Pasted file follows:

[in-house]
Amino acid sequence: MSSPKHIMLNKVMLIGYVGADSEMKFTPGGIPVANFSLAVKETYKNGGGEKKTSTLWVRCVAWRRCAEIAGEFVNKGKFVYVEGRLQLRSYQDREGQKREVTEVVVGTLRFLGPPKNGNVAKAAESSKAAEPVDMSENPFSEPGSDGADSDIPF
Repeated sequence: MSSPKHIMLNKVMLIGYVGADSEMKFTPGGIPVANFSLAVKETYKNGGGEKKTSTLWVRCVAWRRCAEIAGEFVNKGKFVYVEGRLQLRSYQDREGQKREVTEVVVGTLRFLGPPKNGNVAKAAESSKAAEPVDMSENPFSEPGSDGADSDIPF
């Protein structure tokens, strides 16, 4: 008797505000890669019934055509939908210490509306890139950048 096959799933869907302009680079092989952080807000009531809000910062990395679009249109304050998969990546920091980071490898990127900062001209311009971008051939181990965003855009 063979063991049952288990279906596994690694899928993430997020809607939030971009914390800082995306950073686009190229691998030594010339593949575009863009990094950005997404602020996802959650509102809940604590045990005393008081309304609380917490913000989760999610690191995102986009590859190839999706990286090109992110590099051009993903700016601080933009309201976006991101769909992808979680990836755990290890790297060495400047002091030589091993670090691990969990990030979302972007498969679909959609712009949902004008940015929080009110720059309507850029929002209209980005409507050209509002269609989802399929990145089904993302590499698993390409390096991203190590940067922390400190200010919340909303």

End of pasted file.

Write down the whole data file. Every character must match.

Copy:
[in-house]
Amino acid sequence: MSSPKHIMLNKVMLIGYVGADSEMKFTPGGIPVANFSLAVKETYKNGGGEKKTSTLWVRCVAWRRCAEIAGEFVNKGKFVYVEGRLQLRSYQDREGQKREVTEVVVGTLRFLGPPKNGNVAKAAESSKAAEPVDMSENPFSEPGSDGADSDIPF
Repeated sequence: MSSPKHIMLNKVMLIGYVGADSEMKFTPGGIPVANFSLAVKETYKNGGGEKKTSTLWVRCVAWRRCAEIAGEFVNKGKFVYVEGRLQLRSYQDREGQKREVTEVVVGTLRFLGPPKNGNVAKAAESSKAAEPVDMSENPFSEPGSDGADSDIPF
């Protein structure tokens, strides 16, 4: 008797505000890669019934055509939908210490509306890139950048 096959799933869907302009680079092989952080807000009531809000910062990395679009249109304050998969990546920091980071490898990127900062001209311009971008051939181990965003855009 063979063991049952288990279906596994690694899928993430997020809607939030971009914390800082995306950073686009190229691998030594010339593949575009863009990094950005997404602020996802959650509102809940604590045990005393008081309304609380917490913000989760999610690191995102986009590859190839999706990286090109992110590099051009993903700016601080933009309201976006991101769909992808979680990836755990290890790297060495400047002091030589091993670090691990969990990030979302972007498969679909959609712009949902004008940015929080009110720059309507850029929002209209980005409507050209509002269609989802399929990145089904993302590499698993390409390096991203190590940067922390400190200010919340909303």